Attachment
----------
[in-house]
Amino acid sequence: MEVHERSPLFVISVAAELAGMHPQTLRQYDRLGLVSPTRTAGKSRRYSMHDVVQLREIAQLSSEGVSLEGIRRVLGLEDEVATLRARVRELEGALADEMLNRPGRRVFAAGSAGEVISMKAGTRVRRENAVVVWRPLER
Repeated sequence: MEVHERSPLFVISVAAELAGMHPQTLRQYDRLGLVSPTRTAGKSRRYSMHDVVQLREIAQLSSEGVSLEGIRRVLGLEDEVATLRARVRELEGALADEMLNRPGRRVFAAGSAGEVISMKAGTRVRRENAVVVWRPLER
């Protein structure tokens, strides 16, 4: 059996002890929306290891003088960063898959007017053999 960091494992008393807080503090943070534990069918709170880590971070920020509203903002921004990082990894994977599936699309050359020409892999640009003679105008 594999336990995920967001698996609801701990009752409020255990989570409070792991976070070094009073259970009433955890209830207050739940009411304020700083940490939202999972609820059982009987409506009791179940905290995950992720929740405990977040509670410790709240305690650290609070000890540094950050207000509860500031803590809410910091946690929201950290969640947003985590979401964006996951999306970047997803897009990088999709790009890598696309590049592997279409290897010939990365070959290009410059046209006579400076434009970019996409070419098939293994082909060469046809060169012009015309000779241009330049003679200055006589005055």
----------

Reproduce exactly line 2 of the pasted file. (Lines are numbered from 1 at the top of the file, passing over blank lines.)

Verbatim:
Amino acid sequence: MEVHERSPLFVISVAAELAGMHPQTLRQYDRLGLVSPTRTAGKSRRYSMHDVVQLREIAQLSSEGVSLEGIRRVLGLEDEVATLRARVRELEGALADEMLNRPGRRVFAAGSAGEVISMKAGTRVRRENAVVVWRPLER